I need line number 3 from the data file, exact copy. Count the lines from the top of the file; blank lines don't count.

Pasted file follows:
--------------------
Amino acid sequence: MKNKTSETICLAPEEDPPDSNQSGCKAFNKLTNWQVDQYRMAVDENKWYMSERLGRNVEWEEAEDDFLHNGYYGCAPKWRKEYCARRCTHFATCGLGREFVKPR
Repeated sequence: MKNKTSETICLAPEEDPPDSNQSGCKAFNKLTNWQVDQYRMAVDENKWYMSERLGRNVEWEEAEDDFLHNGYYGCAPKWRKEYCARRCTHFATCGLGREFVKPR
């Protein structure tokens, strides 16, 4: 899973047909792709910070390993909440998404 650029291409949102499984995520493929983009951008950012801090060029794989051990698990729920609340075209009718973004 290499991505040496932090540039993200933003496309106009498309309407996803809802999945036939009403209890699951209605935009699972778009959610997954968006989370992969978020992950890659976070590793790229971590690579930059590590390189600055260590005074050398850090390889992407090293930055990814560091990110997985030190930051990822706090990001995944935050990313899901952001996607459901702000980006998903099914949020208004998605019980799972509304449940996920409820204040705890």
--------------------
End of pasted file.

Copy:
């Protein structure tokens, strides 16, 4: 899973047909792709910070390993909440998404 650029291409949102499984995520493929983009951008950012801090060029794989051990698990729920609340075209009718973004 290499991505040496932090540039993200933003496309106009498309309407996803809802999945036939009403209890699951209605935009699972778009959610997954968006989370992969978020992950890659976070590793790229971590690579930059590590390189600055260590005074050398850090390889992407090293930055990814560091990110997985030190930051990822706090990001995944935050990313899901952001996607459901702000980006998903099914949020208004998605019980799972509304449940996920409820204040705890």